June 4, 1998
Contact Person: Peter Kornbluh


After-Action Report Recommended
Covert Operations Against Castro be Abandoned

Washington, D.C.: Thirty-seven years after the failed Bay of Pigs invasion, the CIA today released a secret after-action report entitled "Record of Paramilitary Action Against the Castro Government of Cuba." The May 5, 1961 report was written by Colonel Jack Hawkins, the operation's paramilitary chief. His 48-page report cites poor CIA organization, and "political considerations" imposed by the Kennedy administration, such as the decision to cancel D-day airstrikes which "doomed the operation," as key elements of its failure.

"Paramilitary operations cannot be effectively conducted on a ration-card basis," the report concludes. "The Government and the people of the United States are not yet psychologically conditioned to participate in the cold war with resort to the harsh, rigorous, and often dangerous and painful measures which must be taken in order to win."

Hawkins also recommended that further covert operations to depose Castro, unless accompanied by a military invasion, "should not be made." Castro, according to the report, could "not be overthrown by means short of overt application" of U.S. force.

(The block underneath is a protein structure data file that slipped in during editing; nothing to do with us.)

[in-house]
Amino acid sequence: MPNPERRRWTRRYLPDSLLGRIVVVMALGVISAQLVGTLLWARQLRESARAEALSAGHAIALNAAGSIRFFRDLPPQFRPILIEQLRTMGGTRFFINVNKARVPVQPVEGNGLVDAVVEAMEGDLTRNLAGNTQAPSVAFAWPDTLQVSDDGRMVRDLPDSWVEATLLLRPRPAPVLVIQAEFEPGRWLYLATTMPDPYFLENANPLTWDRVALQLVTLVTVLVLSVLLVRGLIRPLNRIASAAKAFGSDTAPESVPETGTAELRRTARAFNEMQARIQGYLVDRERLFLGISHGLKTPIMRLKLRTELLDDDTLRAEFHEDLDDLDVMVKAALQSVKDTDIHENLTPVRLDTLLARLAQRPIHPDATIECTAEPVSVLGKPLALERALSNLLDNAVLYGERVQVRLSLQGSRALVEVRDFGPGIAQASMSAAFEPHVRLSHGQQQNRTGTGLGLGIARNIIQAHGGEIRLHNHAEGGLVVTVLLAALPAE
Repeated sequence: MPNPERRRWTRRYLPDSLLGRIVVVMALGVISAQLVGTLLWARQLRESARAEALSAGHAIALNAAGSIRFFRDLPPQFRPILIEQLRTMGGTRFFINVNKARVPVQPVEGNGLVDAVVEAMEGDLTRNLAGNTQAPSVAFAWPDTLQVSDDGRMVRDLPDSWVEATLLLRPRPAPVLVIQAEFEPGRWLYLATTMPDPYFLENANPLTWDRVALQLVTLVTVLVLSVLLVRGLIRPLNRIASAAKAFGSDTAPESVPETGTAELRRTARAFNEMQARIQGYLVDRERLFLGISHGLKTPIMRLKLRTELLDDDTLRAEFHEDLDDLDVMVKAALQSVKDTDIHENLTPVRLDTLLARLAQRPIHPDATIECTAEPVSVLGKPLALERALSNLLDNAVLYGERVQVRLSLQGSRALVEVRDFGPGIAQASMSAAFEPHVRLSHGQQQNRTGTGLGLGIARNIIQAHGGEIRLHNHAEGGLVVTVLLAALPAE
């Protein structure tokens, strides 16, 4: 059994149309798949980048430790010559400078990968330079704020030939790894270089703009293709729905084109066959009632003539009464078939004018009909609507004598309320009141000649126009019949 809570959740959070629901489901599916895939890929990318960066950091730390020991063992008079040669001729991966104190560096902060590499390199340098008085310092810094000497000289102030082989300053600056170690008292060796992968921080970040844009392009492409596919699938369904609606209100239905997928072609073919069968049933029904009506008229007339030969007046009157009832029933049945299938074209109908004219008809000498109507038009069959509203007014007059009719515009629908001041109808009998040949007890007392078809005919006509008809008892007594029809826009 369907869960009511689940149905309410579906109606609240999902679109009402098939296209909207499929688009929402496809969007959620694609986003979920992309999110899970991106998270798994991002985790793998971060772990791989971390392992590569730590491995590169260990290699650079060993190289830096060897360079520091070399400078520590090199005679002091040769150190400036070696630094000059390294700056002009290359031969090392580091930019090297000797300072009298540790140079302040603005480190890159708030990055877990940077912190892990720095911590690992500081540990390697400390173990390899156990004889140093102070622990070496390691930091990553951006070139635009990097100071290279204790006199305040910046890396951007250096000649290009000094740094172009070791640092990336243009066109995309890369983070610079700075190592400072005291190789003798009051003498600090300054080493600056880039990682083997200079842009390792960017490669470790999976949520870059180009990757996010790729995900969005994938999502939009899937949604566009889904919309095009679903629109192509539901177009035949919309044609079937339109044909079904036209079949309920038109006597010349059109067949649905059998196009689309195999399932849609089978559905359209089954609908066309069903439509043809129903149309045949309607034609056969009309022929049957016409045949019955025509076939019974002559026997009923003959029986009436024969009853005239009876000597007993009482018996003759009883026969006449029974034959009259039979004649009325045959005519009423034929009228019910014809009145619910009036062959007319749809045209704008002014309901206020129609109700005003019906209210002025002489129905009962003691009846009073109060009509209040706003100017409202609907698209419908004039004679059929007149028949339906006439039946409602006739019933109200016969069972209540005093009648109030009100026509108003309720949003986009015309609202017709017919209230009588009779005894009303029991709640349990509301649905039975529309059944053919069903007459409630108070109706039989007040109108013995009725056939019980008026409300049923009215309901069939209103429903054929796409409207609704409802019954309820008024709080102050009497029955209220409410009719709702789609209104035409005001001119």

This memorandum is one of 3,200 pages of records, including photographs, Brigade 2506 training files, and NSC briefing papers on Operation Zapata, that the CIA declassified today as part of its historical review program. The release also contains the 1961 CIA Inspector General's Report on the Bay of Pigs, obtained last February under the Freedom of Information Act by the National Security Archive.

The Archive is publishing the Inspector General's Report as a book, Bay of Pigs Declassified: The Secret CIA Report on the Invasion of Cuba (The New Press) this summer, edited by senior analyst Peter Kornbluh. The book includes an exclusive interview with Col. Hawkins and Jacob Esterline, the CIA official who directed the Bay of Pigs operation. According to Kornbluh, today's release "represents the slow but significant erosion of the wall of secrecy the CIA has built around the Cuba operation." He noted that another 27,000 pages of CIA archives on the 1961 debacle have been delayed from release by objections from the CIA's covert operations division. "These documents remain relevant to the Cuba debate," he stated, "and the national discussion over the future of covert warfare in the post Cold-war era."

Click here to download the report in PDF format.

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